My sins separate me from this God. He is holy and my sins are putrid. They have contaminated me, and they separate me from his presence. But they have not separated me from Jesus. My redeemer lives. My sins are laid on him. He is vile when he has done nothing. He became the sins of adultery and lust for us, that we might become purity and righteousness in him. He is the one mediator, and he was made like me for just this purpose.
There is more. All our hurts are there in him as well. The disappointments as children and as adults,. The losses. The grief. The abuse. All are upon him and in him, and in him they are all healed. He is ostracized, shamed, rejected, taking all of these things in every form for us. He becomes the victim of every wrong, and he becomes the scapegoat for every guilt.
And he is for us. For us. We do not need to persuade him to love us, because he already loves us. He is for us and nothing can separate us from the love of God that is in Christ Jesus.
He has special compassion for the hurts of marriage. He knows what it is to have an imperfect spouse and a flawed marriage. He knows the wandering hearts of unfaithful people. He is determined to make the Marriage of the Lamb the very meaning of all eternity. So he looks upon your marriage, whatever its condition, and whatever your part in it, with the compassion that only comes from the great heart of God.
You can rest in him. Whatever the restlessness, go home to him. Stay with him. Tell him- honestly- what you are feeling. Don’t run away from such a God as the God that forgave David. Be his child. Seek what it means to be vulnerable in the treasures of his graciousness. In the heart of the ultimate wounded one, there are your wounds, and the healing of your wounds.
The woman dragged before Jesus found his forgiveness for sexual sin. The man who committed the adultery was nowhere to be found. Like so many men, he hid to avoid the repercussions he feared most at the time: humiliation and embarrassment. But what if he had been with Jesus, too. What would Jesus have said to him? Would his love have been less than what was shown to her? No, where sin abounds, grace abounds even more.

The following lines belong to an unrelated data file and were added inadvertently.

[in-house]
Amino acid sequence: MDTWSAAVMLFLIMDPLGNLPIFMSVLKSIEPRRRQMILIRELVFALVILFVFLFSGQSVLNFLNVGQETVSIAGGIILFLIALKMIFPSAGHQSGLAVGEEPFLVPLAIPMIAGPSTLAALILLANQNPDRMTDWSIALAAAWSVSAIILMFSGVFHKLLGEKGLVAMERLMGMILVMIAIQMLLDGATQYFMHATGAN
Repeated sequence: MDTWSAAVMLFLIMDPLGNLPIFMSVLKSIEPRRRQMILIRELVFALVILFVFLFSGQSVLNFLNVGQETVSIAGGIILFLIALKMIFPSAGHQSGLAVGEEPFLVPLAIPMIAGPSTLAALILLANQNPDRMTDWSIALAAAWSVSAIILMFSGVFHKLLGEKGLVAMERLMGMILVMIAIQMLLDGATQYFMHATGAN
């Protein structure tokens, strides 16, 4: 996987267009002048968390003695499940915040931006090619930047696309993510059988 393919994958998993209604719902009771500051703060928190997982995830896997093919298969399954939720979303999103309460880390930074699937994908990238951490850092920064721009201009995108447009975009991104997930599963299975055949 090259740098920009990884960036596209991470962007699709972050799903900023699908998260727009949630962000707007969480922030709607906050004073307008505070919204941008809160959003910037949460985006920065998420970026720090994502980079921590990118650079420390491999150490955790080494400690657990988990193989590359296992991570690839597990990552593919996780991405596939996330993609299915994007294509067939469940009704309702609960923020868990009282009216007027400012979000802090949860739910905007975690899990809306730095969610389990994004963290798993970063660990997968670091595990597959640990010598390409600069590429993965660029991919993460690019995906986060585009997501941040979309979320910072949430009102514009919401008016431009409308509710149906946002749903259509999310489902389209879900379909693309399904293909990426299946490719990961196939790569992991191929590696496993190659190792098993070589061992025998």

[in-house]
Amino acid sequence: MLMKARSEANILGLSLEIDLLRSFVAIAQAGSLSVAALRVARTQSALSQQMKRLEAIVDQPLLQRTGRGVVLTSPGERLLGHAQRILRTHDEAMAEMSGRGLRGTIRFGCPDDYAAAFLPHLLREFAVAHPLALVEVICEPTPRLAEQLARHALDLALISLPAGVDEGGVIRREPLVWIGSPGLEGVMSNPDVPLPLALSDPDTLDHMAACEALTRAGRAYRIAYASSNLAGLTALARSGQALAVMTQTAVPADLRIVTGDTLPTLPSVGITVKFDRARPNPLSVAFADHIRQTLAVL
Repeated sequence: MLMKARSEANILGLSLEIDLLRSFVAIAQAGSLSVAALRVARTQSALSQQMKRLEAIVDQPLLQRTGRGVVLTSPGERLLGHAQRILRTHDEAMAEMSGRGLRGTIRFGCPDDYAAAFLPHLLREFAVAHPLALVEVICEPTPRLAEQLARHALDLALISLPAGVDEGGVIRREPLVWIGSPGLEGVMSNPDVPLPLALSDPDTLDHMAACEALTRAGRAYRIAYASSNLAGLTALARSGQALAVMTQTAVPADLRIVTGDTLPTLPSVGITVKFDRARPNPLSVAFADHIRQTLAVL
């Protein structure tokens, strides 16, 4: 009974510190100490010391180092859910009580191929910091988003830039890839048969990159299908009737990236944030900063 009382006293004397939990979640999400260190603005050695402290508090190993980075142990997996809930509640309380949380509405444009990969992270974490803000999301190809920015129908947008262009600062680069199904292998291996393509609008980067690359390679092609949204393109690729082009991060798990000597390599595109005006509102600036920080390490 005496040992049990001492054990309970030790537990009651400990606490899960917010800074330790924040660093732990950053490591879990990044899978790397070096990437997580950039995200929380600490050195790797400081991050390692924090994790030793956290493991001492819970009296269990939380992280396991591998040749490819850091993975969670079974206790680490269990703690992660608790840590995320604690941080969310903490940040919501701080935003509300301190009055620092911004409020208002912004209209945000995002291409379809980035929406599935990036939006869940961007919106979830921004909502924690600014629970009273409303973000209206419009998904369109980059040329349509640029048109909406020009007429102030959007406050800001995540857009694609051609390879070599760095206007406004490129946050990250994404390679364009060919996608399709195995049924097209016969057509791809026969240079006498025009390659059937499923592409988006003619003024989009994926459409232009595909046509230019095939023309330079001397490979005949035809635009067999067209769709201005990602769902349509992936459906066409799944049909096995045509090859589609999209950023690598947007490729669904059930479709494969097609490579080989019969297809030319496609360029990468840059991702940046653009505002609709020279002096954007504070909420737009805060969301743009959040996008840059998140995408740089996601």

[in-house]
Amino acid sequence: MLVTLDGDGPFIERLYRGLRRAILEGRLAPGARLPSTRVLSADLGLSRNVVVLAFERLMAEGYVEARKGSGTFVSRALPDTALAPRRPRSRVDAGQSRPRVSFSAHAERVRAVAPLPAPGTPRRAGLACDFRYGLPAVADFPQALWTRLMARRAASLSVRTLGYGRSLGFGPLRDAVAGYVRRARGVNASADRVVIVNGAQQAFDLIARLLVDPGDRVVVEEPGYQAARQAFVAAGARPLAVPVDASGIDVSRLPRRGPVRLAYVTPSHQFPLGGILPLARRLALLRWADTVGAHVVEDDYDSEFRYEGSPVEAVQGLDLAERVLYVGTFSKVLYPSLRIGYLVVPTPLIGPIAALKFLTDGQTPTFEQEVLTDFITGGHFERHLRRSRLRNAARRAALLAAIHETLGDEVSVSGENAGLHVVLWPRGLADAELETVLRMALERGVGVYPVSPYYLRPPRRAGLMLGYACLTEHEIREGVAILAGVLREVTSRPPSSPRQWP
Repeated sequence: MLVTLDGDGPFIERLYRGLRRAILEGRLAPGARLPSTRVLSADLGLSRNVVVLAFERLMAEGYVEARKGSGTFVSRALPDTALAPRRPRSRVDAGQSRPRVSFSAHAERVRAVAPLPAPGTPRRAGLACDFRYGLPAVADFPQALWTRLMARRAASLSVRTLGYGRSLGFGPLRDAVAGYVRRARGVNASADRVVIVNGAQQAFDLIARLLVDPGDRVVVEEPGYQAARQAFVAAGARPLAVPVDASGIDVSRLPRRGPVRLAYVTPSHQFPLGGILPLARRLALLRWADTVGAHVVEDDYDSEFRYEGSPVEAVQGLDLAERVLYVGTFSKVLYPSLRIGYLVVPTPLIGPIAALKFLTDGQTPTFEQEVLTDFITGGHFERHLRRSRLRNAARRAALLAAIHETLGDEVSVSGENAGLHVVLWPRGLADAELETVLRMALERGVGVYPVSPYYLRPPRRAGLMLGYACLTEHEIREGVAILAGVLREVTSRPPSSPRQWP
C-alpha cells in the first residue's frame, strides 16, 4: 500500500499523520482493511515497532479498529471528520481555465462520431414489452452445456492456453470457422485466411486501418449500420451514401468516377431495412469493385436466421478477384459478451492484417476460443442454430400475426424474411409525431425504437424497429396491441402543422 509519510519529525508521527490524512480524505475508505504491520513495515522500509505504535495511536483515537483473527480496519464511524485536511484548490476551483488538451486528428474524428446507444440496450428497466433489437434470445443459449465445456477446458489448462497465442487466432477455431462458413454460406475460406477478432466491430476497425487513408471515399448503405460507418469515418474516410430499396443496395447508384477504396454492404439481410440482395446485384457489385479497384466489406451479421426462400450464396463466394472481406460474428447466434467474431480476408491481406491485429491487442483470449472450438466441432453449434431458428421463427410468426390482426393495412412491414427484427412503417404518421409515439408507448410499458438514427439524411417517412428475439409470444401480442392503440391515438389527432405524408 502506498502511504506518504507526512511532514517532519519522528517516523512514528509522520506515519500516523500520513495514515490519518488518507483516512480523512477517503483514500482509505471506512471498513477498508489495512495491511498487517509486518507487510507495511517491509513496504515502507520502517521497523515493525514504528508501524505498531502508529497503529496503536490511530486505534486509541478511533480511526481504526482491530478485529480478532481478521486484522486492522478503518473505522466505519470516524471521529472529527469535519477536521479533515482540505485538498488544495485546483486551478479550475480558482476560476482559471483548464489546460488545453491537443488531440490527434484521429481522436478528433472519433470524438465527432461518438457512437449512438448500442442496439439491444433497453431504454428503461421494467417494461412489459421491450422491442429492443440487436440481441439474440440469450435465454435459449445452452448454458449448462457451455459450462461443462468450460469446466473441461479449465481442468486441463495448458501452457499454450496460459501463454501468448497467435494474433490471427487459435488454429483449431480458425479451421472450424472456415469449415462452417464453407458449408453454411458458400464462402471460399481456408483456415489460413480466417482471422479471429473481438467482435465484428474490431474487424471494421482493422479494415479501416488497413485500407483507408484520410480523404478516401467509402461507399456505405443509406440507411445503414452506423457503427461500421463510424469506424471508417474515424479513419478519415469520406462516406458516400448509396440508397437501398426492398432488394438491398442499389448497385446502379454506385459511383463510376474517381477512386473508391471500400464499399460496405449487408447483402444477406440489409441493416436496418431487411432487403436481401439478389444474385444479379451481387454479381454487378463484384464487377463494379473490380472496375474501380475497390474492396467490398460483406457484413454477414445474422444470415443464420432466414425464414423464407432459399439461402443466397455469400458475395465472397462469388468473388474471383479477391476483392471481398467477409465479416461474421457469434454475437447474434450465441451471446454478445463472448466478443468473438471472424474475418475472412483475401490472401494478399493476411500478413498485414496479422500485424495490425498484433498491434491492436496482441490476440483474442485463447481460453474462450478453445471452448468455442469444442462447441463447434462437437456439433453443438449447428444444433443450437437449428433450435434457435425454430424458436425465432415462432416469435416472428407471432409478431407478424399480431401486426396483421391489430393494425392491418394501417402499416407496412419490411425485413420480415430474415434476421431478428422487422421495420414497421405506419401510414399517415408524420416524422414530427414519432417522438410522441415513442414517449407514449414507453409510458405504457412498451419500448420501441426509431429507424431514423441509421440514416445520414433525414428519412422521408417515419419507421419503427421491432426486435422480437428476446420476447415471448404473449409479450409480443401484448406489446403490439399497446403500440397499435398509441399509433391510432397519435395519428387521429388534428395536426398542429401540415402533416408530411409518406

The road to healing in your marriage will not be short, easy or miraculous. I am skeptical of those stories where one trip to the altar takes away all the issues. There are problems with deep roots and histories embedded in our history. Forgiveness takes confession. New life comes from repentance. Grace is the in-breaking of light into darkness, and the darkness seldom loves the light. So it may take a very long time to come to the place where there is, once again, the kind of love and joy in your marriage that you so deeply desire.
You must know that God desires you to drink from the fountains of his joy, and to know satisfaction in the fountains of marital joy. He is not stingy, but we prefer cisterns of our own construction. To admit this, to move beyond this, and to embrace the grace of God available to a broken marriage, are all difficult, but possible and necessary movements forward.
My prayers are with you. As John said, I am your brother in the suffering and testimony of Jesus. Let us be faithful, joyful, useful, hopeful, always abounding in the work of the Lord. Don’t be weary in well doing, for in due time, we will reap a harvest of righteousness.
Look to that marriage of yours with the mind of Christ and the spirit of the prodigal coming home. Call upon the Lord, and he will deliver you. Declare your love for your wife, and let all your actions declare it even louder. Honor your vows, bless your children and do the right thing so that you will have no reason to be ashamed in the day of Jesus Christ.